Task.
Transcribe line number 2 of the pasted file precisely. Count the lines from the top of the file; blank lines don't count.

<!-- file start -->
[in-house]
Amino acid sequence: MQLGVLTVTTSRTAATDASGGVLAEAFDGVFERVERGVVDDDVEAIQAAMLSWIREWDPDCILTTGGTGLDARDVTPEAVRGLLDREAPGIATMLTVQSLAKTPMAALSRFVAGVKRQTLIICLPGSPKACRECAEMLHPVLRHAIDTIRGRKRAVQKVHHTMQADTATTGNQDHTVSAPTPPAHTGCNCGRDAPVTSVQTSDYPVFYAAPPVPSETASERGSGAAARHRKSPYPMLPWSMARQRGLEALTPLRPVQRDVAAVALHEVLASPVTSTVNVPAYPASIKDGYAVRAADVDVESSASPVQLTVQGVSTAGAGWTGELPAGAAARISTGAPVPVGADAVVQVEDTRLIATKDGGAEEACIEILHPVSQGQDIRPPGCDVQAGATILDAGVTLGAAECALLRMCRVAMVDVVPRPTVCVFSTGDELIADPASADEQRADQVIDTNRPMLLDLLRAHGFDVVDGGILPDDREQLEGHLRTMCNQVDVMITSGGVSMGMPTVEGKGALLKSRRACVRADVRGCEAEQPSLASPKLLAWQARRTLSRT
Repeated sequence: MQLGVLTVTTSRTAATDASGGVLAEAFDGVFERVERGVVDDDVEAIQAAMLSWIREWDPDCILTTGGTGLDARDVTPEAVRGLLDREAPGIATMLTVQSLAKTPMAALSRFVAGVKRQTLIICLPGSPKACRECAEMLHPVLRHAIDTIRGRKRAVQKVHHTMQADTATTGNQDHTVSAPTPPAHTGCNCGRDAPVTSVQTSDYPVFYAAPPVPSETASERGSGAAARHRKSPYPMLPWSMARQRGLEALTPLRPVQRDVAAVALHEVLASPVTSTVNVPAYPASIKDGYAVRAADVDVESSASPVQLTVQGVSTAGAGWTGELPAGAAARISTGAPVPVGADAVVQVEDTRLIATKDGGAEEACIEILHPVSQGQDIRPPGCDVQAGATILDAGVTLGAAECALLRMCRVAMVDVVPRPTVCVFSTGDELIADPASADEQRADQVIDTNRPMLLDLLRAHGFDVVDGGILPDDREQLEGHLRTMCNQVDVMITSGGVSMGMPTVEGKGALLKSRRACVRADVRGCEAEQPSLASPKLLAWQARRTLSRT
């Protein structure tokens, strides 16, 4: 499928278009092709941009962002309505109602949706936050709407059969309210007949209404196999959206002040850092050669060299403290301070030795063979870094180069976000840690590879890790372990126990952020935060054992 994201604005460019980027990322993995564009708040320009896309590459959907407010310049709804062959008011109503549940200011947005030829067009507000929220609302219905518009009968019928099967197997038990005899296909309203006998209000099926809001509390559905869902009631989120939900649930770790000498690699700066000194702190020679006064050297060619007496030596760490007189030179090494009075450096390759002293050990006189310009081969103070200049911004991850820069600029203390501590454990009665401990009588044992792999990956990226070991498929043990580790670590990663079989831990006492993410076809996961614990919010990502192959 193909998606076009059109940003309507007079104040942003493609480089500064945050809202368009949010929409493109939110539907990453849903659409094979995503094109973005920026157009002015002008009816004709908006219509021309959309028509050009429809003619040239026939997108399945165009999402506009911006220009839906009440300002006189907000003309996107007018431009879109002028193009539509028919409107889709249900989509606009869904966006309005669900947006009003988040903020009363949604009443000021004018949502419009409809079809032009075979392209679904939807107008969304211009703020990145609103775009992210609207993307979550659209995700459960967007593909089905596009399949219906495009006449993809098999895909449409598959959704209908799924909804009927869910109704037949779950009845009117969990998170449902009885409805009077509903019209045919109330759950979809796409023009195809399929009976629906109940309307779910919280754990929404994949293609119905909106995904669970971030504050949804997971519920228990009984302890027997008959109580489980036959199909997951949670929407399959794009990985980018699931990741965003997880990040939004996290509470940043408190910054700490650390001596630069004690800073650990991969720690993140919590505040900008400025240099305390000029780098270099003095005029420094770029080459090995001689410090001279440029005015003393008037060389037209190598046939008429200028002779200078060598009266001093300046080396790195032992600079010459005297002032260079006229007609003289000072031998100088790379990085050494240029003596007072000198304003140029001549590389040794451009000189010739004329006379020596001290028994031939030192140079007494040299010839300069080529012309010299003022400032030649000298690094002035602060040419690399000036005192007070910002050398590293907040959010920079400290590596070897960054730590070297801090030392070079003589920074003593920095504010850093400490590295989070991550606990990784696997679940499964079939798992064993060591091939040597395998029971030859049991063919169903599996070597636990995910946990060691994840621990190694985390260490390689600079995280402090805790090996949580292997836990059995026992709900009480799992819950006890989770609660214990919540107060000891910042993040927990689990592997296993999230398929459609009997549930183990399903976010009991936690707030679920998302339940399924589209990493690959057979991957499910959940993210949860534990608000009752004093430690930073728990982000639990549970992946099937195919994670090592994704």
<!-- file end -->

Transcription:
Amino acid sequence: MQLGVLTVTTSRTAATDASGGVLAEAFDGVFERVERGVVDDDVEAIQAAMLSWIREWDPDCILTTGGTGLDARDVTPEAVRGLLDREAPGIATMLTVQSLAKTPMAALSRFVAGVKRQTLIICLPGSPKACRECAEMLHPVLRHAIDTIRGRKRAVQKVHHTMQADTATTGNQDHTVSAPTPPAHTGCNCGRDAPVTSVQTSDYPVFYAAPPVPSETASERGSGAAARHRKSPYPMLPWSMARQRGLEALTPLRPVQRDVAAVALHEVLASPVTSTVNVPAYPASIKDGYAVRAADVDVESSASPVQLTVQGVSTAGAGWTGELPAGAAARISTGAPVPVGADAVVQVEDTRLIATKDGGAEEACIEILHPVSQGQDIRPPGCDVQAGATILDAGVTLGAAECALLRMCRVAMVDVVPRPTVCVFSTGDELIADPASADEQRADQVIDTNRPMLLDLLRAHGFDVVDGGILPDDREQLEGHLRTMCNQVDVMITSGGVSMGMPTVEGKGALLKSRRACVRADVRGCEAEQPSLASPKLLAWQARRTLSRT